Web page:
What follows is the edited version of the ensuing conversation. A full recording of the event is available online.


Capital is not a book about politics, and not even a book about labour: it is a book about unemployment.

— Fredric Jameson, Representing
Capital: A Reading of Volume One

The misery of being exploited by capitalists is nothing compared to the misery of not being exploited at all.

— Joan Robinson

The error consists in believing that labor, by which I mean heteronomous, salaried labor, can and must remain the essential matter. It’s just not so. According to American projections, within twenty years labor time will be less than half that of leisure time. I see the task of the left as directing and promoting this process of abolition of labor in a way that will not result in a mass of unemployed on one side, and aristocracy of labor on the other and between them a proletariat which carries out the most distasteful jobs for forty-five hours a week. Instead, let everyone work much less for his salary and thus be free to act in a much more autonomous manner.…Today “communism” is a real possibility and even a realistic proposition, for the abolition of salaried labor through automation saps both capitalist logic and the market economy.

— André Gorz

Opening remarks

Robert Pollin:
 Since we are a Marxist conference I’m going to start with Karl Marx. I love the quote from Jameson, which I had never seen before: “Capital is not a book about politics, and not even a book about labor: it is a book about unemployment.” I think there is a profound truth to that. Not only is chapter 25 of volume 1 about the reserve army of labor and, as far as I know, the first serious analysis of unemployment as a phenomenon, of the necessity for massive unemployment to exist in order for capitalism to function; but also, the arguments Marx makes in chapter 25 are not the only place in which he is talking about unemployment, which is why I love the Jameson quote. That chapter links up with the entire theory of the labor theory of value and extraction of surplus from labor because, in a full employment economy (in the absence of mass unemployment) the working class has more political power, which of course is what Marx explains. When the working class has more political power and has the capacity to bargain up their wages, that means their rate of surplus value declines. You could think of that as offering a fundamental challenge to the prerogatives of capital and its ability to extract surplus from workers. So Marx was the first great theorist of unemployment. Whether the whole book is about unemployment, as Jameson says, is a debate, but Jameson is certainly making a deep point, maybe the deepest insight in the whole of Capital.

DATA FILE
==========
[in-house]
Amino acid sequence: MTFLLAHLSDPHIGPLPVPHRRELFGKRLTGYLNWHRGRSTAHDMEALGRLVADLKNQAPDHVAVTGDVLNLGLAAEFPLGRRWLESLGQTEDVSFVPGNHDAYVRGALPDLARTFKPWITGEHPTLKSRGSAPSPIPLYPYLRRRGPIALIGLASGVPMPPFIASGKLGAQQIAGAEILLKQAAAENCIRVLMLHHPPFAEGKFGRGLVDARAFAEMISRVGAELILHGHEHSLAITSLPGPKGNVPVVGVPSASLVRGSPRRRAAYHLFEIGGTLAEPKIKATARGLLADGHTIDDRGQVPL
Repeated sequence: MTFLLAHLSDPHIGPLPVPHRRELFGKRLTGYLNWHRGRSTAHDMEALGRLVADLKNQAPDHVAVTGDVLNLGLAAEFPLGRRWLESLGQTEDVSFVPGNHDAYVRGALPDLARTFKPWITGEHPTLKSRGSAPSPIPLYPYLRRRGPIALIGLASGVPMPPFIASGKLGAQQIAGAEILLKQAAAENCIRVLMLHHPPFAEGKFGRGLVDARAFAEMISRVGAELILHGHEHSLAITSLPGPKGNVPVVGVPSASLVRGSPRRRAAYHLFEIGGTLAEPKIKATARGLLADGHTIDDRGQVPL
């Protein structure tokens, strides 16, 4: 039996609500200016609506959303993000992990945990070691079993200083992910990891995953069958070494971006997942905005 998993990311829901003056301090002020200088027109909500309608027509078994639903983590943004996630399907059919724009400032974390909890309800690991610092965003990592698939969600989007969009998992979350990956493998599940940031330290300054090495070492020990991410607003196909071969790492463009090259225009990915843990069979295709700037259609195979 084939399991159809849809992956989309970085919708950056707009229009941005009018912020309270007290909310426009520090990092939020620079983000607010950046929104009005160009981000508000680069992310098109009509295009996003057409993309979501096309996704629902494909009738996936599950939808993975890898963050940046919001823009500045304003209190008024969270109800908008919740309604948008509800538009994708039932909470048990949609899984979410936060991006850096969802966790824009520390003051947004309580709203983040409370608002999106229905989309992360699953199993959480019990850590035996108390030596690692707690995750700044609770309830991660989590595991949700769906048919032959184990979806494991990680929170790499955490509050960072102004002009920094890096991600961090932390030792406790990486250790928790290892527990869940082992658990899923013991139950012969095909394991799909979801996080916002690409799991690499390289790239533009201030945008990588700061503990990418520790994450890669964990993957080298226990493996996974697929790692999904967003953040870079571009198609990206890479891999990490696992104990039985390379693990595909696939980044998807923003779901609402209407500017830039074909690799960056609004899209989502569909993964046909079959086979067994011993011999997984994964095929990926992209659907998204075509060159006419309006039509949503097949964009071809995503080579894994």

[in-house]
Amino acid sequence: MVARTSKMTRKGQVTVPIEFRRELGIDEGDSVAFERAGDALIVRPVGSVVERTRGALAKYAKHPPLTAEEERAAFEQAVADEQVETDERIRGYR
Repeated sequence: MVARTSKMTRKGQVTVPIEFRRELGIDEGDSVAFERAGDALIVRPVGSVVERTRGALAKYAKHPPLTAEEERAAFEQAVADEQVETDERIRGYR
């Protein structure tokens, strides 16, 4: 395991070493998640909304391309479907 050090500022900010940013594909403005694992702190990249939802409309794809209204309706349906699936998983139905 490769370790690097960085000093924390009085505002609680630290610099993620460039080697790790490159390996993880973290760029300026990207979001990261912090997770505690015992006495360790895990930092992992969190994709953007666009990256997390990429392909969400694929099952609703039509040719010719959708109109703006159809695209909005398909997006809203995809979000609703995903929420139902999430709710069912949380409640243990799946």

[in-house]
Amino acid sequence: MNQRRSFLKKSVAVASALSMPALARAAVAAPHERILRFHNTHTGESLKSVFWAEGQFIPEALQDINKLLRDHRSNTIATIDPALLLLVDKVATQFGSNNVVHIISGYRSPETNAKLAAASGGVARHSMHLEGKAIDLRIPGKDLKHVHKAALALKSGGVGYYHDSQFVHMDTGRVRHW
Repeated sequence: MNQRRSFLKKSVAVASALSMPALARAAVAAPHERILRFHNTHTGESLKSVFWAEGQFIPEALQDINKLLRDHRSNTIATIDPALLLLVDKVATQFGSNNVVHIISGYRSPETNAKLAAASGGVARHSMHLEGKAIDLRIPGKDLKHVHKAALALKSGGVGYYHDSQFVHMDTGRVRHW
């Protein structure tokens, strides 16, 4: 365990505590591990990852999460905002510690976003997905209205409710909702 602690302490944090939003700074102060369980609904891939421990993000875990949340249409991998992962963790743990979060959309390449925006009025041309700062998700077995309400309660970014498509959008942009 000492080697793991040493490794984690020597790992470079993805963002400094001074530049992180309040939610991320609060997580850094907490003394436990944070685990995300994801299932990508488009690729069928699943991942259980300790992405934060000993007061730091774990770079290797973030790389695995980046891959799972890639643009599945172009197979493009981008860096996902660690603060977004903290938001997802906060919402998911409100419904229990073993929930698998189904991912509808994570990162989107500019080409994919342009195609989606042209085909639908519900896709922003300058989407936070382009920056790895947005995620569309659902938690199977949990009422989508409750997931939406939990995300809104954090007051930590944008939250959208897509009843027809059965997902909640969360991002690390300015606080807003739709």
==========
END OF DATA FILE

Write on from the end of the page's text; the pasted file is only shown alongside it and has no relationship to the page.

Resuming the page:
If we take the great theorists of unemployment, we go from Marx, certainly, to Keynes. Keynes’ view on unemployment was, very briefly, that this is a solvable problem within capitalism and we need to understand the technical means to control aggregate demand and instability in the investment process due to the power of Wall Street and speculation. Once we can control those, we can tame worst excesses of capital, we can increase public investment and as such, we can organize capitalism around the idea of full employment. So that is obviously a direct challenge to Marx’s notion that unemployment is fundamental to the operations of capitalism. Continue reading